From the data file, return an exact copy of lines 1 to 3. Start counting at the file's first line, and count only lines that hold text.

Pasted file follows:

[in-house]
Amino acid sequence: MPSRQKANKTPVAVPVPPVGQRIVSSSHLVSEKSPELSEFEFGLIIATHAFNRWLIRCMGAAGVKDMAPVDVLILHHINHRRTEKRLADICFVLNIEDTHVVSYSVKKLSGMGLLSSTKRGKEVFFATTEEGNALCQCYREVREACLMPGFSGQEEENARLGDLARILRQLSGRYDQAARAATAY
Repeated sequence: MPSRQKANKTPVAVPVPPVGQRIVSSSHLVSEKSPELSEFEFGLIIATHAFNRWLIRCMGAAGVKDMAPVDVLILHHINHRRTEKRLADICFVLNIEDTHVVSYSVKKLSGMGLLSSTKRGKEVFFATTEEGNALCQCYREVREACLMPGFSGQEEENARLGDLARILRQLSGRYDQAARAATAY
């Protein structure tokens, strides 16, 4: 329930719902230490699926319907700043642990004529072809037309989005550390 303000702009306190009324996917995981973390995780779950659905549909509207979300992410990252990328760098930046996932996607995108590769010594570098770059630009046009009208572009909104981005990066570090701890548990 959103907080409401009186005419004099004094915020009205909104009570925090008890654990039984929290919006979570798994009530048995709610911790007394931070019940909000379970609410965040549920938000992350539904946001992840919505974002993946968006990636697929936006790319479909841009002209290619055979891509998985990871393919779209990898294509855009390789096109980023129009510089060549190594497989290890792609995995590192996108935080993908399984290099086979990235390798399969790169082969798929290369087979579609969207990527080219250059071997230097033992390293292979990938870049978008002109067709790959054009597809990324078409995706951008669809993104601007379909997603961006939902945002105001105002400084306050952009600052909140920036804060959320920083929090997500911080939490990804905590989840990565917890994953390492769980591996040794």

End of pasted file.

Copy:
[in-house]
Amino acid sequence: MPSRQKANKTPVAVPVPPVGQRIVSSSHLVSEKSPELSEFEFGLIIATHAFNRWLIRCMGAAGVKDMAPVDVLILHHINHRRTEKRLADICFVLNIEDTHVVSYSVKKLSGMGLLSSTKRGKEVFFATTEEGNALCQCYREVREACLMPGFSGQEEENARLGDLARILRQLSGRYDQAARAATAY
Repeated sequence: MPSRQKANKTPVAVPVPPVGQRIVSSSHLVSEKSPELSEFEFGLIIATHAFNRWLIRCMGAAGVKDMAPVDVLILHHINHRRTEKRLADICFVLNIEDTHVVSYSVKKLSGMGLLSSTKRGKEVFFATTEEGNALCQCYREVREACLMPGFSGQEEENARLGDLARILRQLSGRYDQAARAATAY